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Former food biz analyst tells Clevelanders why she crusades against GMOs
Robyn O'Brien found her mission when her child fell ill
by WKSU's VIVIAN GOODMAN
This story is part of a special series.


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Vivian Goodman
 
Robyn O'Brien gave up her Wall Street career as a financial analyst for major food producers after research into genetically engineered food following her child's reaction to a "typical" breakfast. She spoke recently in Cleveland along with Niles Congressman Tim Ryan at Town Hall, an Ohio City restaurant that aims to be GMO-free.
Courtesy of Kayla Barnes
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Today’s Quick Bite addresses the issue of GMOs, those genetically modified organisms in our food, from a concerned parent’s perspective.

The big food companies claim that tinkering with the genes of seeds will help feed the world with no impact on human health.

But a former food industry analyst started having doubts about that when her own child suffered a life-threatening illness.

WKSU’s Vivian Goodman spoke with Robyn O’Brien earlier this summer when she visited Cleveland.

LISTEN: One mother's crusade for safer food

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Robyn O’Brien became an activist for what she believes would be a better food system after giving up a successful career in the food industry.

She was a financial analyst working on a team that managed $20 billion in assets for some of the nation’s major food producers.

“It was a very different course than the one I’m on today,” she reflects. “I grew up in Houston, Texas, in a really conservative family. I went to business school on a full scholarship and really had landed this dream job.”

A life-changing typical American breakfast
Everything changed for O’Brien after the youngest of her four children got sick.

“She suddenly started developing these life-threatening food allergies.

What O'Brien knew best was crunching numbers.

“And so I just simply turned to the data: how it’s impacting so many children today, the rates of hospitalizations that were related to it. With that data I was realizing that there’s a lot that has changed in our food supply in the last 20 years.”

She started asking herself, “Are we allergic to food? Or are we allergic to what’s been done to it?”

O’Brien found a lack of long-term human safety studies on ingredients coming into the food supply like GMO’s, genetically modified organisms.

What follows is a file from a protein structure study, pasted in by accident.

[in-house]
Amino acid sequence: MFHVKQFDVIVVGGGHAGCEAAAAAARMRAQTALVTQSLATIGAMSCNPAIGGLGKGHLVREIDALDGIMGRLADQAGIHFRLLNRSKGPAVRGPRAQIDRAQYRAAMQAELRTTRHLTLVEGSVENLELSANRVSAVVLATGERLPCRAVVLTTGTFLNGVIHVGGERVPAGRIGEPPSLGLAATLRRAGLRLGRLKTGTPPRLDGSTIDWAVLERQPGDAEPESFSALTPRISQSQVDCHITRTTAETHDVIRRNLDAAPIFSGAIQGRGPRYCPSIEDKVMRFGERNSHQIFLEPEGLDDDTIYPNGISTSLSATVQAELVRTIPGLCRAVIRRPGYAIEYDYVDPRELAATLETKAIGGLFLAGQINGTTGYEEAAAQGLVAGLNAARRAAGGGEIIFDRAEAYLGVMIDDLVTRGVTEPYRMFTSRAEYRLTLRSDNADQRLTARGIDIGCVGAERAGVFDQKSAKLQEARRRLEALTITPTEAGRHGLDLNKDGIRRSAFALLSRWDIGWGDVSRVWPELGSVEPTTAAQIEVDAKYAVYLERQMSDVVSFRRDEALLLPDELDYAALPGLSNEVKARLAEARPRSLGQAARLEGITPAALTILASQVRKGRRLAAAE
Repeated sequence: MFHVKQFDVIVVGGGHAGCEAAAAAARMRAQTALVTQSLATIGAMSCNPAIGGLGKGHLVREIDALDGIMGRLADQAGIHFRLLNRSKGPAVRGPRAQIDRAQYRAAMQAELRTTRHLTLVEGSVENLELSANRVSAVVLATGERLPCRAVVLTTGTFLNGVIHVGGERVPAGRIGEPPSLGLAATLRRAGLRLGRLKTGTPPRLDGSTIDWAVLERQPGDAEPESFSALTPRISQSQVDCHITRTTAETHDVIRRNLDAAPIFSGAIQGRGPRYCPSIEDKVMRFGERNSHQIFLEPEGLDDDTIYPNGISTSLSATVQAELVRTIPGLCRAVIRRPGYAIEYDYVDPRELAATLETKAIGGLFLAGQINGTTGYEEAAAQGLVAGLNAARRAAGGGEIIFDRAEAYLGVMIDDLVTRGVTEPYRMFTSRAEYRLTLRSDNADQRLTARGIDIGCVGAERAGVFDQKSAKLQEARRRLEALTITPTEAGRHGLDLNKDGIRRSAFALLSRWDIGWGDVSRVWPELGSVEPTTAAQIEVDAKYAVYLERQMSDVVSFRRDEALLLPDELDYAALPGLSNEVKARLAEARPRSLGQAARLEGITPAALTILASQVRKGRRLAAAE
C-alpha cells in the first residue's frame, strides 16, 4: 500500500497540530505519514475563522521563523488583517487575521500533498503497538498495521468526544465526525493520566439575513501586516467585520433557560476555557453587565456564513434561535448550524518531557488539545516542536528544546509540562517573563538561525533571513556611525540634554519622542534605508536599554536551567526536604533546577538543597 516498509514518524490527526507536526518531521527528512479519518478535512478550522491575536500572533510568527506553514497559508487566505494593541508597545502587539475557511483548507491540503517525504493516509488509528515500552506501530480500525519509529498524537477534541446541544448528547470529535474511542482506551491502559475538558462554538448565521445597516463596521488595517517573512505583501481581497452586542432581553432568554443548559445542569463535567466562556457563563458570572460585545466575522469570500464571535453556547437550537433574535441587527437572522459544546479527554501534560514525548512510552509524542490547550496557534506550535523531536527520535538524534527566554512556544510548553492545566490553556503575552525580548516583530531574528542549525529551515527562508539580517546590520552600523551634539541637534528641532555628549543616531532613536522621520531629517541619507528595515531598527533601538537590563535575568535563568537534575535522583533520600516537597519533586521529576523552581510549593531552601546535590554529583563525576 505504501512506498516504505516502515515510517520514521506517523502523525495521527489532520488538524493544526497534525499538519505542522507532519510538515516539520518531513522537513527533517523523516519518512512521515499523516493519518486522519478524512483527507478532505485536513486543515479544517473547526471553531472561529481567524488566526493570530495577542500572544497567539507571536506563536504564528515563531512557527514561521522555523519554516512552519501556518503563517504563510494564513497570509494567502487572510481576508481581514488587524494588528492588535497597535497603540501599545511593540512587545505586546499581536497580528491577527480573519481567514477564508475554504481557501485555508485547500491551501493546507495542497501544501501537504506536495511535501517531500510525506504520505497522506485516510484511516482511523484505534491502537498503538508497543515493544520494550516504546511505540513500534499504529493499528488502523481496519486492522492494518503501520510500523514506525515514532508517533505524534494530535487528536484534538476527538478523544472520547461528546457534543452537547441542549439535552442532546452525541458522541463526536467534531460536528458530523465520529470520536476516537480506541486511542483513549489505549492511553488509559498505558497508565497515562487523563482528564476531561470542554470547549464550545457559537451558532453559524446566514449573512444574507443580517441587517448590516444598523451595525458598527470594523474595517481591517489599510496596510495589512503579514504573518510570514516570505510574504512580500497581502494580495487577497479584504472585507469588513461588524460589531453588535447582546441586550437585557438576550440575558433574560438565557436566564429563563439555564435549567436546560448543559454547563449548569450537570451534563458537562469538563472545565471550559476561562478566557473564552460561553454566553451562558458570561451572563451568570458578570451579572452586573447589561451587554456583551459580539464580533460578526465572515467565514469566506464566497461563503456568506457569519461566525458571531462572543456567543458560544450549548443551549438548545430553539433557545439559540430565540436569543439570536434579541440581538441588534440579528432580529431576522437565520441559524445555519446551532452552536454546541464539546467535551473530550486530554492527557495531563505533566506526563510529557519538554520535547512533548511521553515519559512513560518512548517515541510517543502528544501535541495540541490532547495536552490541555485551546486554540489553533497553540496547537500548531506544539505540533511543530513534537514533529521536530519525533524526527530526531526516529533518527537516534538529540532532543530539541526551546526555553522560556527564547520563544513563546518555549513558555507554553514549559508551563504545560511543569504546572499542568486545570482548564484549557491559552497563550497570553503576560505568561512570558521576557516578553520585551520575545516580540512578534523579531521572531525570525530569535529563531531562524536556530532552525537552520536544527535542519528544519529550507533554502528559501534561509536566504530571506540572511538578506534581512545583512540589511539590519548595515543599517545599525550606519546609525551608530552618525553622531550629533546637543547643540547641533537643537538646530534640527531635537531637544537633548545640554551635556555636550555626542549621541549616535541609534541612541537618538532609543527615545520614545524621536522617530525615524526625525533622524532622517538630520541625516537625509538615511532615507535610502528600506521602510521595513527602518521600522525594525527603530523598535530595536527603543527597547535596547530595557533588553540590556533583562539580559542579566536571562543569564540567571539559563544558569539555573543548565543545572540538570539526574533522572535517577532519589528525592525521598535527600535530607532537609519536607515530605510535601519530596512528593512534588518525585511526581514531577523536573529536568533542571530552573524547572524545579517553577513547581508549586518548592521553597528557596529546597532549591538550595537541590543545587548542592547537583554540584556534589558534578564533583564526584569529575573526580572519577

“In the late 1990s, scientists were able to use this new technology to genetically engineer seeds so that they could withstand increasing doses of weed-killer.

“It allows more food in the field to grow,” she acknowledges, but she worries that “chemical companies are arguing for more and more of their chemicals to be applied to these food crops.”

A food awakening
O’Brien notes that America’s trading partners in the UK, Europe, Australia, Japan and New Zealand aren’t using GMOs, artificial growth hormones, or artificial dyes.

“So why are we?” she asks.

She’s encouraged that others are raising the question.

“We are having this food awakening, and I think largely it is being driven by the escalating rates of diseases and cancers and the other things that we’re seeing in the ones we love.”

She gets chills remembering the morning in January of 2006 when her daughter became violently ill after a breakfast of store-bought waffles and yogurt.

Rushing the child to the pediatrician, she asked herself, “How in the world as a mother am I going to be able to do my job if this child is allergic to food?”

As founder and executive director of the AllergyKids Foundation, O'Brien helps other parents answer the question.

Taking the analytical approach
“Today,” she says, “one in 13 kids has a food allergy, and a food-allergic reaction sends somebody to the emergency room once every 3 minutes. So there are a lot of people struggling with this condition.”

O’Brien thinks her business background helps her talk about the problem “in a very analytical way as opposed to a very emotional way.”

Proponents of new farming technologies like GMOs say they’re needed to boost harvests worldwide with a projected 2 billion more mouths to feed by 2050.

O’Brien calls that a “scare tactic.”  

She doubts the solution to world hunger will be “one size fits all by a chemical company.”

(Click image for larger view.)


Related Links & Resources
New York Times on Robyn O'Brien and her food-allergy theories


Related WKSU Stories

How an Ohio City restaurant aims to be fun as well as GMO-free
Friday, June 26, 2015

Ohio farmers are suing the maker of genetically modified corn
Tuesday, January 6, 2015

Why Northeast Ohio farmers disagree about the latest farm technology
Friday, October 11, 2013

Parents take worry-free coffee breaks in a safe zone for allergic kids
Friday, August 2, 2013

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